There is 'not enough time' to secure the future of the Canadian Grand Prix for 2009, it has been warned, but race organisers have insisted they 'will do everything possible to save it' in the long-term.
It was announced last week that the race around Montreal's historic and popular Circuit Gilles Villeneuve had been axed due a contractual dispute, understood to be based on outstanding debts owed by promoter Grand Prix du Canada to commercial rights-holder Bernie Ecclestone's Formula One Management Company.
The move has been received with widespread sadness in the F1 paddock, with manufacturers in particular concerned that the absence of both Montreal and Indianapolis means there will be no North American event on the calendar next year for the first time in more than half a century.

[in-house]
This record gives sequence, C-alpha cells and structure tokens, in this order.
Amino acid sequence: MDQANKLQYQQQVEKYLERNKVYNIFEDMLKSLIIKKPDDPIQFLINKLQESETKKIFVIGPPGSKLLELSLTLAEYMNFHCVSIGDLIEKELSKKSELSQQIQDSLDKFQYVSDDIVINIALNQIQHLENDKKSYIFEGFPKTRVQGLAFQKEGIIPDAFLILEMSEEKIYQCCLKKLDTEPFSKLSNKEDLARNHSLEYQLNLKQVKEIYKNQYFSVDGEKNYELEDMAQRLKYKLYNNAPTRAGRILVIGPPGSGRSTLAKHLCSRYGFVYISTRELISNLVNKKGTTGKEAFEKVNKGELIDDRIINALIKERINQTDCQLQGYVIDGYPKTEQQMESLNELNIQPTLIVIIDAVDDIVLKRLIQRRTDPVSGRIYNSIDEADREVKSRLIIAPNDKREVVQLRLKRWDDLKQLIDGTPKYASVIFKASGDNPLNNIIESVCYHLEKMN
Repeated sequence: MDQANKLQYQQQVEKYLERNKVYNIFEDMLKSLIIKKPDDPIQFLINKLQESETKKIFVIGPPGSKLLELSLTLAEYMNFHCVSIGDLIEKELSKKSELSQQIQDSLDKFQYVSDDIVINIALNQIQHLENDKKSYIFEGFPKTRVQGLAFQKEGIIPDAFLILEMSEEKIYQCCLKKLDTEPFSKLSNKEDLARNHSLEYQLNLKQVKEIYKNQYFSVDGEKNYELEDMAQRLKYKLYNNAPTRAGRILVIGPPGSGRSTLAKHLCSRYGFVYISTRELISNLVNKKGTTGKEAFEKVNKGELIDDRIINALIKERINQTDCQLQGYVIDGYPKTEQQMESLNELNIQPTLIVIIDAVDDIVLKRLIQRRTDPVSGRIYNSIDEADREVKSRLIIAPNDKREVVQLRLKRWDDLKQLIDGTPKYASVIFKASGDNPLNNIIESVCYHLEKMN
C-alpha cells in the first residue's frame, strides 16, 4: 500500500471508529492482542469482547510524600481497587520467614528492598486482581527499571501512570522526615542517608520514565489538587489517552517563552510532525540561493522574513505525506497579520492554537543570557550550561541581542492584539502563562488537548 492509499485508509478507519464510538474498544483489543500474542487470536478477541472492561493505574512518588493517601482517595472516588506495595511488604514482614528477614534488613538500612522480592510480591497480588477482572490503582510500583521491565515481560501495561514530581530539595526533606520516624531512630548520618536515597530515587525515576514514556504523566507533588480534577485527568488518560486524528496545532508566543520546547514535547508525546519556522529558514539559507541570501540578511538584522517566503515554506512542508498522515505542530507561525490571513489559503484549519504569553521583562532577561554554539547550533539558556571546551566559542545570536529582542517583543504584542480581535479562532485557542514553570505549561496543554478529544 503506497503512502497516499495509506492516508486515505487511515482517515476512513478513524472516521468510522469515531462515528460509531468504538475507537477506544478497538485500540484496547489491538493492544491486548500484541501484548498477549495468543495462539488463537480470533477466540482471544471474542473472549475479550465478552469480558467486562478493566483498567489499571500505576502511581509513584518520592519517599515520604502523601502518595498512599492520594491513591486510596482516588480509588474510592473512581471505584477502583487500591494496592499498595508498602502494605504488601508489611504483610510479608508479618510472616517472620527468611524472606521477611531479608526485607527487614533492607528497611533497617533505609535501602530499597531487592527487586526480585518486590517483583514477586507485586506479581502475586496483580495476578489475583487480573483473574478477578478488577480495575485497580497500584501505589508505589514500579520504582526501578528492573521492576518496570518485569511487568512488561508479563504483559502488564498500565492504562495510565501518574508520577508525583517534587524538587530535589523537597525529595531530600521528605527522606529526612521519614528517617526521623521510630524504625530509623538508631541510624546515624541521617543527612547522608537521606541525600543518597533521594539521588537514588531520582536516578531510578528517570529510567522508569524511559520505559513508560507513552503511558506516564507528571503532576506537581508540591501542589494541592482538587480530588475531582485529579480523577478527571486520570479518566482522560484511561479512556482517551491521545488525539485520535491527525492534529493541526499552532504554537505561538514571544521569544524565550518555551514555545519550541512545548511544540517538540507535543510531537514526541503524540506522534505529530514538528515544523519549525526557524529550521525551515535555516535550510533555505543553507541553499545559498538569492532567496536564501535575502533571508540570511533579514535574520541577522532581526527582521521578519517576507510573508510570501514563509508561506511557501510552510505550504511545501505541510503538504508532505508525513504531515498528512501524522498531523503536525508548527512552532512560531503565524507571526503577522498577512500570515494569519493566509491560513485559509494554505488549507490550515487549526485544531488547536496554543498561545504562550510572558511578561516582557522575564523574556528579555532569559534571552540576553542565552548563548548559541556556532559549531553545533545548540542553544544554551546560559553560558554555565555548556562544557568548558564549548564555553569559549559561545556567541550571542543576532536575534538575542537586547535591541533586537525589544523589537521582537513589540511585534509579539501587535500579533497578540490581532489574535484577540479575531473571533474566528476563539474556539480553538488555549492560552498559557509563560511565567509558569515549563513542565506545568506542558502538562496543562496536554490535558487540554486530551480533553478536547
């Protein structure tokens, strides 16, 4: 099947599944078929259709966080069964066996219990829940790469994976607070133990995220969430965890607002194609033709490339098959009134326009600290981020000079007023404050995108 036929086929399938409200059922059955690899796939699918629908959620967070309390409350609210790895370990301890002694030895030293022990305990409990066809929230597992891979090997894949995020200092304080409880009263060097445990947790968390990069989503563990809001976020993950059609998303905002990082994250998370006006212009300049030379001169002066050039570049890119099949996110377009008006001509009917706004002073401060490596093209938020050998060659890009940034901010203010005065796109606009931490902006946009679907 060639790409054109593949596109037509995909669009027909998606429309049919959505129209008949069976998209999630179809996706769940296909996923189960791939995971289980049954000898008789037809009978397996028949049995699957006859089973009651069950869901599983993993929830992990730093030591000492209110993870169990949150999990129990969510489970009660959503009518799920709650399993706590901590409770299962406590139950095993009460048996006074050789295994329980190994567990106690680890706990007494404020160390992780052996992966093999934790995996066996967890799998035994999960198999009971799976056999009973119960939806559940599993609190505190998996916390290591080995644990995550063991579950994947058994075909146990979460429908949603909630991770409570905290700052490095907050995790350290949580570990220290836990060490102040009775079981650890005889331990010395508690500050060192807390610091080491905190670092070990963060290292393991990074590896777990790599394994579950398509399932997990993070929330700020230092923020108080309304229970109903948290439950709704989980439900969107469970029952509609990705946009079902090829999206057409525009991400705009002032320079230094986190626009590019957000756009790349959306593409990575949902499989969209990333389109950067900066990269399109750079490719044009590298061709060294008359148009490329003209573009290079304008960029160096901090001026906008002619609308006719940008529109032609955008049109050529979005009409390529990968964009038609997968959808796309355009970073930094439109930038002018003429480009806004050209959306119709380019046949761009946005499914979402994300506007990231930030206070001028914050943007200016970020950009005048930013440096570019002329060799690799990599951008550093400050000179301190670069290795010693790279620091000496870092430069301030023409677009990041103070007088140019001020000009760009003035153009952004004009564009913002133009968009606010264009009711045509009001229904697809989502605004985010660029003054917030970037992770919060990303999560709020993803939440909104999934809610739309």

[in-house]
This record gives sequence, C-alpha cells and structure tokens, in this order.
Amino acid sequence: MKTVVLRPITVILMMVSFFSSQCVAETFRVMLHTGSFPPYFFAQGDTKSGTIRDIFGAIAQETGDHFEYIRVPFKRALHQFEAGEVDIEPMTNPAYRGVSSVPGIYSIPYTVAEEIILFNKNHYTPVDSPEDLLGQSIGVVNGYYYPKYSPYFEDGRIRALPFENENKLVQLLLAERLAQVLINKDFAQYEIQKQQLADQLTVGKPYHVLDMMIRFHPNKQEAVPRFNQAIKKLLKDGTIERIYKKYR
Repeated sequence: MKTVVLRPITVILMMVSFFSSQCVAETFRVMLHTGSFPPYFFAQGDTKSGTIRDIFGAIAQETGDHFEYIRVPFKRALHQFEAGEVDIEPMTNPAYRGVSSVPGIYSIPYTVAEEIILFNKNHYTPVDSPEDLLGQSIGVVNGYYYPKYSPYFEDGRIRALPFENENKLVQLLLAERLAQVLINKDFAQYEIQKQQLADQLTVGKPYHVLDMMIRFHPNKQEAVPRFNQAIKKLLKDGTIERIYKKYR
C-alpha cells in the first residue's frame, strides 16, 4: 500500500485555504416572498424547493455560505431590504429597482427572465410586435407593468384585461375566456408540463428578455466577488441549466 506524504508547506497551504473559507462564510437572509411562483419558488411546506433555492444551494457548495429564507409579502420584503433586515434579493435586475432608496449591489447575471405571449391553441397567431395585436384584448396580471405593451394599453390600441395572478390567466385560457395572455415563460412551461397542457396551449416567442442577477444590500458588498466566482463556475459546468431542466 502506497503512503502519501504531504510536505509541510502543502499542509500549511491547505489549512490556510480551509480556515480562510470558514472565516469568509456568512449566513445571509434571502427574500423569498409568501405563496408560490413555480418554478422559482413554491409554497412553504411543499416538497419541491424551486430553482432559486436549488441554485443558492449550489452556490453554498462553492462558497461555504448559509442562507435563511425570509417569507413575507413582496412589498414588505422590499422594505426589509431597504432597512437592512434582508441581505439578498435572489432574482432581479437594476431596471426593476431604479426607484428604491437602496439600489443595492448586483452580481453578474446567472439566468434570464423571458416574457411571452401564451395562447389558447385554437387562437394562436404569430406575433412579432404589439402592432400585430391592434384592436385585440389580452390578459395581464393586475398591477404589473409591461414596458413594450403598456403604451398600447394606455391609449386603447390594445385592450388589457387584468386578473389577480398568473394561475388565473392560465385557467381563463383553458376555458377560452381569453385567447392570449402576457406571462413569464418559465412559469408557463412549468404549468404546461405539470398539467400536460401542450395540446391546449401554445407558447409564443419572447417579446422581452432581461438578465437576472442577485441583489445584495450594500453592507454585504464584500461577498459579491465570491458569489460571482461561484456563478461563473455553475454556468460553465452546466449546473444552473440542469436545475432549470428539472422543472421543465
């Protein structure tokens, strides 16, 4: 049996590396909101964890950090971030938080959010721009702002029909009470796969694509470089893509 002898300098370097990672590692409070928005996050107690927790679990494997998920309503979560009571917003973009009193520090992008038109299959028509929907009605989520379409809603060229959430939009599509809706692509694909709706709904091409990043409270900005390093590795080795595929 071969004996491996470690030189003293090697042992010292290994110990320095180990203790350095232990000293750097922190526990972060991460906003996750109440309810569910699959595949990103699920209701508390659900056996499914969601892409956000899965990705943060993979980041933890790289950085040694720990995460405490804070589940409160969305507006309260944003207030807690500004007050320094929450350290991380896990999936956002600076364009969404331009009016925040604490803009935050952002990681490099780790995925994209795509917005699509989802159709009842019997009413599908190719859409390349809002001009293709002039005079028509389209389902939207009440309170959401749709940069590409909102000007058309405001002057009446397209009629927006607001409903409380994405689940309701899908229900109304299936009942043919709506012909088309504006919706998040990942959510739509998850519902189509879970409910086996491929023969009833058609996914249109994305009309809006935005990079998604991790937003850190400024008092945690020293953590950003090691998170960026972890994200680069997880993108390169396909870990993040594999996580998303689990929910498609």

Frantic rescue efforts are being made behind the scenes by both teams – in the guise of FOTA, the Formula One Teams' Association – and various levels of Canadian government, but Nick Fry suggests a rescue deal is far from imminent.
“I do not think we will be able to save the 2009 race,” Honda's CEO told French-language newspaper La Presse
. “There is not enough time.
“On the other hand we must find a solution for 2010 and the years beyond. Within FOTA, we must make it a top priority to have at least two North American races on the calendar.”
Those sentiments are echoed by the opposition Vision Montreal leader Benoit Labonté, who suggested shelling out $20 million in public funds – even if the line must be drawn 'at a certain point' – in order to keep the race would reap ample dividends, with the grand prix bringing in a reputed $75 million to the city each year.
“[The race] is in my borough,” Labonté told local newspaper the Montreal Gazette
. “Ask the bar owners downtown how much is enough [to keep the grand prix in Montreal], and they'd give you a much higher figure.
“The objective reality of this event is that annually it brings $75 million of foreign money to the city – money that would not be spent in Montreal if this event doesn't occur. That's the first basis for calculations.”